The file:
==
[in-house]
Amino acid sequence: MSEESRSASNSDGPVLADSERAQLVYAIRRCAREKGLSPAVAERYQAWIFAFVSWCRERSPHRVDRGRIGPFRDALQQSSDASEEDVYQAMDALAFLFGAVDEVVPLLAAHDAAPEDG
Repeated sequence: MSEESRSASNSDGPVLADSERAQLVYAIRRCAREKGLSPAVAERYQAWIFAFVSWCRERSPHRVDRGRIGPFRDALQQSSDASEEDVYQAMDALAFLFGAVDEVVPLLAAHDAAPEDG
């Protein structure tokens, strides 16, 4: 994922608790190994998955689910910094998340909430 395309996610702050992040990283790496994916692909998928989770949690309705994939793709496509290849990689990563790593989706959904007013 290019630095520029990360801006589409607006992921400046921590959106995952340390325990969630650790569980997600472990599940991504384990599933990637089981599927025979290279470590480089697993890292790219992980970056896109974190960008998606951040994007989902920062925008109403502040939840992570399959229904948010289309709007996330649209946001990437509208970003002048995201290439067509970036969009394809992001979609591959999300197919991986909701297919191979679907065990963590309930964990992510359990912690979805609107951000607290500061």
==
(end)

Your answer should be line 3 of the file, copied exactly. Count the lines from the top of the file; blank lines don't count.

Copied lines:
Repeated sequence: MSEESRSASNSDGPVLADSERAQLVYAIRRCAREKGLSPAVAERYQAWIFAFVSWCRERSPHRVDRGRIGPFRDALQQSSDASEEDVYQAMDALAFLFGAVDEVVPLLAAHDAAPEDG